If you could wish for any birthday cake in the world, what would it be?
Mine would be some sort of a savoury cake, you know, like a twelve-inch burger or a mountain of salmon with a candle on top. I’m just a savoury over sweet kind of person. But my only gripe is, those ‘cakes’ aren’t really cakes. It’s just a round, gigantic version of what we eat for lunch and dinner. I wished there was something that looks like a cake, that makes for a good dessert course and yet, savoury.
And then, one day, a fairy god-baker changed the whole savoury cake game.
As if hearing the quiet pleas in my mind, local baker Heidi Tay came up with the best cake any savoury-with-a-tinge-of-sweet sort of person could wish for (I swear I’m simpler when it comes to other non-food-related things).
The cake looks just like any other regular cake: 8 inches, frosted with a salted caramel buttercream with squares of brownish red garnish sitting on buttercream swirls. You’d be forgiven if you thought that the squares are charred strawberry leather. But no.
It’s bak kwa.
Trying to contain the explosion in my head, I fidgeted impatiently as she sliced into the cake. As she removed the slice, an avalanche of chicken floss fell out from the middle. “Oh my God, that looks so awful! Can you not take pictures of that?” the perfectionist baker exclaimed.
But given the generosity of the chicken floss, it’s almost impossible to keep the integrity of a slice. Not unless she compacts the chicken floss or mixed it up with some cream, which would ruin the dry, loose texture of the floss. Think about the floss buns drenched in mayonnaise at some poor quality bakery and you’ll know what I’m talking about.
The doubts of having bak
While it sounds crazy to put these two ingredients into a cake, the flavours just work. The meatiness of the bak kwa and chicken floss add a whole new spectrum of saltiness that the salted caramels of the world will never be able to cover.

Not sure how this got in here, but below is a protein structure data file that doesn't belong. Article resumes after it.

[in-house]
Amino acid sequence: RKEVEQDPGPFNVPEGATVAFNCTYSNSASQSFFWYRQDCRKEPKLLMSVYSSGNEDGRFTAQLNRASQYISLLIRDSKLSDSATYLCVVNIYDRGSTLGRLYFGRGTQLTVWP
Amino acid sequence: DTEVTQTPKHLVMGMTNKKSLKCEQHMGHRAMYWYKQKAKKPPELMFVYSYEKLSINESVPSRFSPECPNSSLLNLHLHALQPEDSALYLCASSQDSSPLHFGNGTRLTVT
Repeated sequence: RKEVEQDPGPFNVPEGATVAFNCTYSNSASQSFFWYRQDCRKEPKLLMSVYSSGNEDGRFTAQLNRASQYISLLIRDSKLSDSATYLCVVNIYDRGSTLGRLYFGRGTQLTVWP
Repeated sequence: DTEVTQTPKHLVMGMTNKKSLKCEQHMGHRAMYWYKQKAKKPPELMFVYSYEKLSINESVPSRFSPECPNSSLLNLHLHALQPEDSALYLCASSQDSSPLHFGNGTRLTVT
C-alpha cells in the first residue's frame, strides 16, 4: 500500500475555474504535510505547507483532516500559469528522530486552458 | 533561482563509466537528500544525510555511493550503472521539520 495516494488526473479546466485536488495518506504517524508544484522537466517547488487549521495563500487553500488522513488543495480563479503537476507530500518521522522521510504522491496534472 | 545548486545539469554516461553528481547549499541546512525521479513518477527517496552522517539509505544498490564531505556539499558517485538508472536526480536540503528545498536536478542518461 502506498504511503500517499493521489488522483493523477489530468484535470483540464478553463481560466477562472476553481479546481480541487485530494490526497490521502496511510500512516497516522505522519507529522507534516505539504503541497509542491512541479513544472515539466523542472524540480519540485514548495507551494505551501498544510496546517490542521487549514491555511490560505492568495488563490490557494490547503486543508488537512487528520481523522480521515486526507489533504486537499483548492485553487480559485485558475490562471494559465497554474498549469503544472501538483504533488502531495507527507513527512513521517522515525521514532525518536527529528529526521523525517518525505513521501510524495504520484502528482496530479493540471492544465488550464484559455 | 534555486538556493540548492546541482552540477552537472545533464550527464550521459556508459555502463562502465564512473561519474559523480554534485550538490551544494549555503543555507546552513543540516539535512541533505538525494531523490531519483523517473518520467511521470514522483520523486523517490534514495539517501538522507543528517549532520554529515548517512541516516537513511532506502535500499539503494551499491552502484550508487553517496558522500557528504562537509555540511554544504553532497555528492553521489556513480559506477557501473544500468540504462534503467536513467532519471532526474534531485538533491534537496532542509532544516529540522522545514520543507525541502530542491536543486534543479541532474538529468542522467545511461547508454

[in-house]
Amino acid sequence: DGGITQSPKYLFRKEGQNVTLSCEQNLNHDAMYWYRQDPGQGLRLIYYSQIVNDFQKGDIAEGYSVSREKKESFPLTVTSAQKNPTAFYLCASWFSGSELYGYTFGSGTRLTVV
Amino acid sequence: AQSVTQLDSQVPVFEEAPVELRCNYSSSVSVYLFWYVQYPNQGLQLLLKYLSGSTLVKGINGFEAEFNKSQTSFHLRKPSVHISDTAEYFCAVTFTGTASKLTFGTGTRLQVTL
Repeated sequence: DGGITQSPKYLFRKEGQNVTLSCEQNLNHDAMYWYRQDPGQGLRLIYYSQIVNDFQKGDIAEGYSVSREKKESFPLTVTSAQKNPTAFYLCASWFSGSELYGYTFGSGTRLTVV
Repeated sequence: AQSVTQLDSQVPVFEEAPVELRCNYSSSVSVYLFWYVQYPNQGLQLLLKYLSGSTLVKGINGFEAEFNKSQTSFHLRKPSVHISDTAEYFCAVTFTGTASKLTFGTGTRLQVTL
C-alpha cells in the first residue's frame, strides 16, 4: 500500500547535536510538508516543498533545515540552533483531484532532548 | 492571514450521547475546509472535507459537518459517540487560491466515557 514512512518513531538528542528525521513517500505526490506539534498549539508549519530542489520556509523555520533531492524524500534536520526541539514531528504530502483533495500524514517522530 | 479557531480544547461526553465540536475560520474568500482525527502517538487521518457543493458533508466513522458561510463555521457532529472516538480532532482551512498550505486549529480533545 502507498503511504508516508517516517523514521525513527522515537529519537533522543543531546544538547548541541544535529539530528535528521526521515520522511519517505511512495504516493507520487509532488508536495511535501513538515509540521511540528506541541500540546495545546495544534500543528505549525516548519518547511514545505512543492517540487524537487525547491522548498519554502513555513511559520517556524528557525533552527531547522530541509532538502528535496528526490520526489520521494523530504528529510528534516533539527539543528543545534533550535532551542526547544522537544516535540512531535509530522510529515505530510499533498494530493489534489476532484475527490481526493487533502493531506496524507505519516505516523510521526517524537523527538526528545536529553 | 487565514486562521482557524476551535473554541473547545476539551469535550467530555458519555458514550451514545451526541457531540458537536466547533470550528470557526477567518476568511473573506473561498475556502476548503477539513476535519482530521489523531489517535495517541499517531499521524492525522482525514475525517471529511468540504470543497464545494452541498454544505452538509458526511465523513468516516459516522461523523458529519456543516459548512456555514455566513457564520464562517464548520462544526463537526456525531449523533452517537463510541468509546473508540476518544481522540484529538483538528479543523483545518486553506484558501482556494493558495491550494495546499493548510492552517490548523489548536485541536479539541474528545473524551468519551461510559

Perhaps the reason why these two elements work so well in a cake is partly that we’re already familiar that bak kwa and chicken floss are a little sweet. Therefore the crazy part isn’t about putting bak kwa and chicken floss into something sweet, but that a cake can taste salty and meaty.
Speaking of cake, once you get over the novelty of the fillings, the salted caramel buttercream and the texture of the sponge quietly reminds you that what you’re having is, indeed, a cake.
Yet this is hardly the only cake that will take your breath away. Heidi’s creations are made to impress. Some of her more prominent cakes include the unicorn cake, the money cake (the recipient can literally pull money out of the cake) and the flower vase cake (a cake that was conceived in collaboration with florist Kelly Chua from PetalFoo). Sometimes customers go to her with a crazy idea and she makes the cake come to life.
Wishing for a crazy birthday cake? Maybe Heidi, the fairy god-baker, can grant your wish.
Photos by Brandon Neo of the DANAMIC team.
451 Joo Chiat Road
Tel: 9652 0810